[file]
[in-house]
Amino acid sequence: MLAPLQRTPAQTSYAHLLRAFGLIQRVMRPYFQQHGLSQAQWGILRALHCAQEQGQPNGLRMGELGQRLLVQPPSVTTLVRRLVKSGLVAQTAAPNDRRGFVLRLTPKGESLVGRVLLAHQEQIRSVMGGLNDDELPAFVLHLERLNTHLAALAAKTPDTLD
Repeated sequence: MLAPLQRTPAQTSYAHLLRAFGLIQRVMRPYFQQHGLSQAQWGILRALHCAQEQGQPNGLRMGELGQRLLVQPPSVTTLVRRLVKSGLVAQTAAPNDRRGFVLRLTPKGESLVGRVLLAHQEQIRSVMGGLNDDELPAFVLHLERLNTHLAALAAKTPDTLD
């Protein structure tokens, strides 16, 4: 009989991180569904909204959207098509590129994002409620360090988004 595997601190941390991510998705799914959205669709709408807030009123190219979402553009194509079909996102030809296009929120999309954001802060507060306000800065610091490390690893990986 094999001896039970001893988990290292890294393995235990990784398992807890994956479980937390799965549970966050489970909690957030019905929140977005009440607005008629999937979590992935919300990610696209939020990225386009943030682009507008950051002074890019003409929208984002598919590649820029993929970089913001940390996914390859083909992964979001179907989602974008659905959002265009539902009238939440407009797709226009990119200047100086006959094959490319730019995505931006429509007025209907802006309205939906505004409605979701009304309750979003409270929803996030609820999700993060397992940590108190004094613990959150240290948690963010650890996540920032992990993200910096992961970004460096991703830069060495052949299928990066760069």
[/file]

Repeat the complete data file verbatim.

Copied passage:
[in-house]
Amino acid sequence: MLAPLQRTPAQTSYAHLLRAFGLIQRVMRPYFQQHGLSQAQWGILRALHCAQEQGQPNGLRMGELGQRLLVQPPSVTTLVRRLVKSGLVAQTAAPNDRRGFVLRLTPKGESLVGRVLLAHQEQIRSVMGGLNDDELPAFVLHLERLNTHLAALAAKTPDTLD
Repeated sequence: MLAPLQRTPAQTSYAHLLRAFGLIQRVMRPYFQQHGLSQAQWGILRALHCAQEQGQPNGLRMGELGQRLLVQPPSVTTLVRRLVKSGLVAQTAAPNDRRGFVLRLTPKGESLVGRVLLAHQEQIRSVMGGLNDDELPAFVLHLERLNTHLAALAAKTPDTLD
């Protein structure tokens, strides 16, 4: 009989991180569904909204959207098509590129994002409620360090988004 595997601190941390991510998705799914959205669709709408807030009123190219979402553009194509079909996102030809296009929120999309954001802060507060306000800065610091490390690893990986 094999001896039970001893988990290292890294393995235990990784398992807890994956479980937390799965549970966050489970909690957030019905929140977005009440607005008629999937979590992935919300990610696209939020990225386009943030682009507008950051002074890019003409929208984002598919590649820029993929970089913001940390996914390859083909992964979001179907989602974008659905959002265009539902009238939440407009797709226009990119200047100086006959094959490319730019995505931006429509007025209907802006309205939906505004409605979701009304309750979003409270929803996030609820999700993060397992940590108190004094613990959150240290948690963010650890996540920032992990993200910096992961970004460096991703830069060495052949299928990066760069």